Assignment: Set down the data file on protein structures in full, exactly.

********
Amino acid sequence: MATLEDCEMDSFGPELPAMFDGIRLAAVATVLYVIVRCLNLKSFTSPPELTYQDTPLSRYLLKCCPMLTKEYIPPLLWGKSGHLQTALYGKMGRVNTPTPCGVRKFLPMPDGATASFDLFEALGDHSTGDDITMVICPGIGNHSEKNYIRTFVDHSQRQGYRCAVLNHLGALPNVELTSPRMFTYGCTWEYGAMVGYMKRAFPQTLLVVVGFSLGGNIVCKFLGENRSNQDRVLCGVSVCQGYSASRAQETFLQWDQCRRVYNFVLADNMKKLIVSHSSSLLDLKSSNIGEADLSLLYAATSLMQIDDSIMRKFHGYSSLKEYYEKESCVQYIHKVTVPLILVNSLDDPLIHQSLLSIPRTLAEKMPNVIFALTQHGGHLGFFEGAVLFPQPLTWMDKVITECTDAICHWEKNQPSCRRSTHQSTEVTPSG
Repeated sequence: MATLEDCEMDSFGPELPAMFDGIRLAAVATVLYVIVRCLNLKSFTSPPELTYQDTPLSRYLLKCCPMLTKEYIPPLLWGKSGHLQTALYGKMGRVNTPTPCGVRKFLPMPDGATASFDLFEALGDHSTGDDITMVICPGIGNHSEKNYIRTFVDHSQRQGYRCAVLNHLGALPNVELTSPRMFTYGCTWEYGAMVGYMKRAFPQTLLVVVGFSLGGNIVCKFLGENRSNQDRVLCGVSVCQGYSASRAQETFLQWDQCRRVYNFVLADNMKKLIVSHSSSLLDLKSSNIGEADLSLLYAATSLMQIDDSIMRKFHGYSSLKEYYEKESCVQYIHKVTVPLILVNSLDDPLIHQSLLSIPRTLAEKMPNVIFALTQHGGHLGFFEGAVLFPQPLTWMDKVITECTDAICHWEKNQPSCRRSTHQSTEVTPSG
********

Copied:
Amino acid sequence: MATLEDCEMDSFGPELPAMFDGIRLAAVATVLYVIVRCLNLKSFTSPPELTYQDTPLSRYLLKCCPMLTKEYIPPLLWGKSGHLQTALYGKMGRVNTPTPCGVRKFLPMPDGATASFDLFEALGDHSTGDDITMVICPGIGNHSEKNYIRTFVDHSQRQGYRCAVLNHLGALPNVELTSPRMFTYGCTWEYGAMVGYMKRAFPQTLLVVVGFSLGGNIVCKFLGENRSNQDRVLCGVSVCQGYSASRAQETFLQWDQCRRVYNFVLADNMKKLIVSHSSSLLDLKSSNIGEADLSLLYAATSLMQIDDSIMRKFHGYSSLKEYYEKESCVQYIHKVTVPLILVNSLDDPLIHQSLLSIPRTLAEKMPNVIFALTQHGGHLGFFEGAVLFPQPLTWMDKVITECTDAICHWEKNQPSCRRSTHQSTEVTPSG
Repeated sequence: MATLEDCEMDSFGPELPAMFDGIRLAAVATVLYVIVRCLNLKSFTSPPELTYQDTPLSRYLLKCCPMLTKEYIPPLLWGKSGHLQTALYGKMGRVNTPTPCGVRKFLPMPDGATASFDLFEALGDHSTGDDITMVICPGIGNHSEKNYIRTFVDHSQRQGYRCAVLNHLGALPNVELTSPRMFTYGCTWEYGAMVGYMKRAFPQTLLVVVGFSLGGNIVCKFLGENRSNQDRVLCGVSVCQGYSASRAQETFLQWDQCRRVYNFVLADNMKKLIVSHSSSLLDLKSSNIGEADLSLLYAATSLMQIDDSIMRKFHGYSSLKEYYEKESCVQYIHKVTVPLILVNSLDDPLIHQSLLSIPRTLAEKMPNVIFALTQHGGHLGFFEGAVLFPQPLTWMDKVITECTDAICHWEKNQPSCRRSTHQSTEVTPSG